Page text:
Tuesday, August 2, 2011
Review - The Dust of 100 Dogs by A.S. King
Short review: Emer was an abused Irish child turned pirate in the 1600s. Saffron is a poor girl in Pennsylvania now. In between there are 100 lives as a dog.
She was a pirate
Then lived as one hundred dogs
Now a teenager
Full review: The Dust of 100 Dogs is a novel split between two protagonists, each living centuries and a hundred dog lives apart. Or perhaps there is only one protagonist who has crafted an imaginative internal fantasy life to cope with her awful family life complete with a drug-addicted sibling and parents who are at turns demanding and intrusive and neglectful. Dust is a young adult novel, but it is not the sort of young adult novel that pretends that because the protagonists are teenagers that their problems are superficial or trivial, but instead treats its characters are real people facing real nightmares.
Saffron, the first of the two central characters in the novel, is a precocious young woman, the youngest child in a poor family with a mother who is an alcoholic, a father who is emotionally destroyed by his service in Vietnam, and a collection of older siblings who range from indifferent to hostile. She demonstrates her intellectual gifts at a young age, and from that point forward her mother invests all her hopes and dreams into her, banking on Saffron's future success to serve as her ticket out of poverty and despair. But Saffron harbors a secret as well - her apparent intelligence is the result of being the reincarnation of the 17th century pirate Emer Morrisey, who was cursed and condemned to live one hundred lives as a dog before being reborn as a human.
Or so Saffron believes. And there is no reason not to believe that this is entirely true. But there is also some reason to regard Saffron's memories of being an abused Irish girl, sold unwillingly into marriage who escaped to the Caribbean and turned pirate, as anything other than the fantasies of a neglected but bright child desperate to escape the poverty of her life and the crushing expectations her otherwise neglectful parents place upon her. And the story leaps back and forth between Saffron's life in modern-day Pennsylvania and Emer's life first in rural Ireland, then in Paris, and finally in Tortuga, Jamaica, and other Caribbean locales. With the exception of the opening scene, the stories of both women are told more or less in order, interwoven as the narrative moves back and forth between the 17th and the 20th centuries.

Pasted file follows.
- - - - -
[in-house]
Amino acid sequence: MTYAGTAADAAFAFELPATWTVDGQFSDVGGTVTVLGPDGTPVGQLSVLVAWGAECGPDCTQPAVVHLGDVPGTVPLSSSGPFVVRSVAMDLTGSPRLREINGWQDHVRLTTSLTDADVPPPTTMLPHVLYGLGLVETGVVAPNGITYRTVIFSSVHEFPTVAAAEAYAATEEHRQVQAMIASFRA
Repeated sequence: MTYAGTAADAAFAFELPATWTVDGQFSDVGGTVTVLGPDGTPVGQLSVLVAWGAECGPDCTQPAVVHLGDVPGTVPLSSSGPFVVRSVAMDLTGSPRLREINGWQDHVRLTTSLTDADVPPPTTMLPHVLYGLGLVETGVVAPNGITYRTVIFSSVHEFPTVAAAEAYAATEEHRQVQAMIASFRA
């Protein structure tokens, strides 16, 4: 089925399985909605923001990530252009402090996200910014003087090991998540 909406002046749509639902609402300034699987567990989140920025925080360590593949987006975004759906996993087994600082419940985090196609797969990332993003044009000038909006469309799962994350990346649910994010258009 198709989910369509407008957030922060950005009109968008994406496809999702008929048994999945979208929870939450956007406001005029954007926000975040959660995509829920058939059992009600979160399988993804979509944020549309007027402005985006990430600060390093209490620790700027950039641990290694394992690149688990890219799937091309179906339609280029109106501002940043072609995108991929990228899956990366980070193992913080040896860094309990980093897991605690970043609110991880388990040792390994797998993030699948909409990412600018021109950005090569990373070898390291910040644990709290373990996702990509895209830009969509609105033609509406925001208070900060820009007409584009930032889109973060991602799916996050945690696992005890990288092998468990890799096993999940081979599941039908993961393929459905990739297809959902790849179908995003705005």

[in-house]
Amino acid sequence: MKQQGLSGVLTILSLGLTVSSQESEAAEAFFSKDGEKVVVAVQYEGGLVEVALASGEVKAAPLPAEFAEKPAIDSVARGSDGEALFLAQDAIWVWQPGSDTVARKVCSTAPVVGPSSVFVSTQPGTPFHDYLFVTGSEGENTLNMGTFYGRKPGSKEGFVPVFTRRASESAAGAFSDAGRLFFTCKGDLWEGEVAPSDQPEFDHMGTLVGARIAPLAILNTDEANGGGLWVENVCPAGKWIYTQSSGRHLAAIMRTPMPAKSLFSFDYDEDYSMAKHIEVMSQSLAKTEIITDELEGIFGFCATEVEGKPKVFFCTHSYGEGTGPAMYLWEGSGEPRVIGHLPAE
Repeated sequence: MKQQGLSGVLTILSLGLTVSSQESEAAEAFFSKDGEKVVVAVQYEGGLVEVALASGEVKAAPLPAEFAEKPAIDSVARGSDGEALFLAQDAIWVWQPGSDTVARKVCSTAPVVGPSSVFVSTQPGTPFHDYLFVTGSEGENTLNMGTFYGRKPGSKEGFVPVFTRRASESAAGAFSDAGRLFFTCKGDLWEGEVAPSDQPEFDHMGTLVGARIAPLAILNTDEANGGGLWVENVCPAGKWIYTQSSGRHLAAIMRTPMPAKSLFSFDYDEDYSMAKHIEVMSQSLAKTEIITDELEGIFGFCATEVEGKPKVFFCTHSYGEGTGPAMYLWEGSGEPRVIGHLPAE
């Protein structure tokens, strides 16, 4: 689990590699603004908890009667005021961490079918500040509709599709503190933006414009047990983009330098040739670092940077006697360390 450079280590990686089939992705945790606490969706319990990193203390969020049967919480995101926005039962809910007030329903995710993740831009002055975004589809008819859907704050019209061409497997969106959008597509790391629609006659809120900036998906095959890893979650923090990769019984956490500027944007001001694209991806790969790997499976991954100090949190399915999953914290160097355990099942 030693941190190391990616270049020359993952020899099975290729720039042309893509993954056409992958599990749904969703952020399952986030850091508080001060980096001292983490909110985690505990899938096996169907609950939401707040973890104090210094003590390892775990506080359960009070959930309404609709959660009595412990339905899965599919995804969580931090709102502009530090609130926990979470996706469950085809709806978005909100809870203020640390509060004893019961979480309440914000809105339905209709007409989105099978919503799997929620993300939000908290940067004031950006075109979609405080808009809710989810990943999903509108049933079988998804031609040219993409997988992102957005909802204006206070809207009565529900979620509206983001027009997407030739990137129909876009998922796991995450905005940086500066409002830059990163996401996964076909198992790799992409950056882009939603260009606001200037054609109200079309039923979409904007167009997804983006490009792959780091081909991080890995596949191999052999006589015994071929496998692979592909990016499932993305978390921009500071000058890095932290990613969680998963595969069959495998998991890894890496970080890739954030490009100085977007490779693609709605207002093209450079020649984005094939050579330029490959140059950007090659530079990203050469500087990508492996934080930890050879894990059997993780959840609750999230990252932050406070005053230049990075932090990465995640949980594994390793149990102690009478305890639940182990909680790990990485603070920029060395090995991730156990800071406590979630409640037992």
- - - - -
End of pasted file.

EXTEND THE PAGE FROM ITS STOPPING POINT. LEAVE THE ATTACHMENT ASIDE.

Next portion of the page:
Of the two, Emer's life is clearly the harsher one - first Cromwell destroys her village and in the process kills her family, then she is taken in after a fashion by her cowardly and abusive uncle who eventually sells her against her will into an arranged marriage with a wealthy Frenchman despite her being clearly in love with an Irish boy. Emer refuses to accept her fate, and after a taste of life as a vagabond on the streets of Paris heads to the Caribbean lured by the promise of a husband. Once again betrayed, Emer is raped instead, and disguises herself as a man to take service as a sailor, eventually turning pirate. She channels her rage into her efforts, and returns to the needlework she had learned as a child, sewing ever more elaborate capes to wear while plundering Spanish ships.